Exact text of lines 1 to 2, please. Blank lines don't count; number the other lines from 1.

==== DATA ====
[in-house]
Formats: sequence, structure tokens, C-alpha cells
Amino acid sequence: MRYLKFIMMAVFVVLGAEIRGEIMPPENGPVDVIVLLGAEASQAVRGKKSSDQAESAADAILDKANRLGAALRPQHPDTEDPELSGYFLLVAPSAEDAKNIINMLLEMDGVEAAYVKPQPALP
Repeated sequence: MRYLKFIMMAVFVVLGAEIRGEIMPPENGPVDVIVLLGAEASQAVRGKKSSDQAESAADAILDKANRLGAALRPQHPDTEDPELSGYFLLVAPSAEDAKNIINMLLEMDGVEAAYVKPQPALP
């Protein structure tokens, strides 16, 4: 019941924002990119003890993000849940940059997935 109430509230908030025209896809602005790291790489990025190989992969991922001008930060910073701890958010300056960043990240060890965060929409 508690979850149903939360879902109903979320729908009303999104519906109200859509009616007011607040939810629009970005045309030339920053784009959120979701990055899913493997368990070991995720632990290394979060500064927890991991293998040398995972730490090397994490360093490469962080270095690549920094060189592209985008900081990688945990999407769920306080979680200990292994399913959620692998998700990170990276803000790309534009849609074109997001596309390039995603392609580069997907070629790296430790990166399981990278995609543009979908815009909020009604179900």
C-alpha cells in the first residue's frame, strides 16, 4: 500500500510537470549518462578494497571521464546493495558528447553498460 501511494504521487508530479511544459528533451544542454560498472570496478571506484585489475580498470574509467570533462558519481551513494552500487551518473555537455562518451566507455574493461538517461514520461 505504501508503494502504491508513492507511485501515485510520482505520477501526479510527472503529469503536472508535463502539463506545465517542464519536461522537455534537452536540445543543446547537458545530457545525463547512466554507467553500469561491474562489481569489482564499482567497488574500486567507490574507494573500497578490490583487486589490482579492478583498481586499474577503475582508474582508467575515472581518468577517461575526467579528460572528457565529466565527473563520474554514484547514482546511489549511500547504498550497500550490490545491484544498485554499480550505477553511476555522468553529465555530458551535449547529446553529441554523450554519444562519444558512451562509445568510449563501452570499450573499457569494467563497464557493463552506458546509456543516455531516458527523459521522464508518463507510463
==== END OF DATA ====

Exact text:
[in-house]
Formats: sequence, structure tokens, C-alpha cells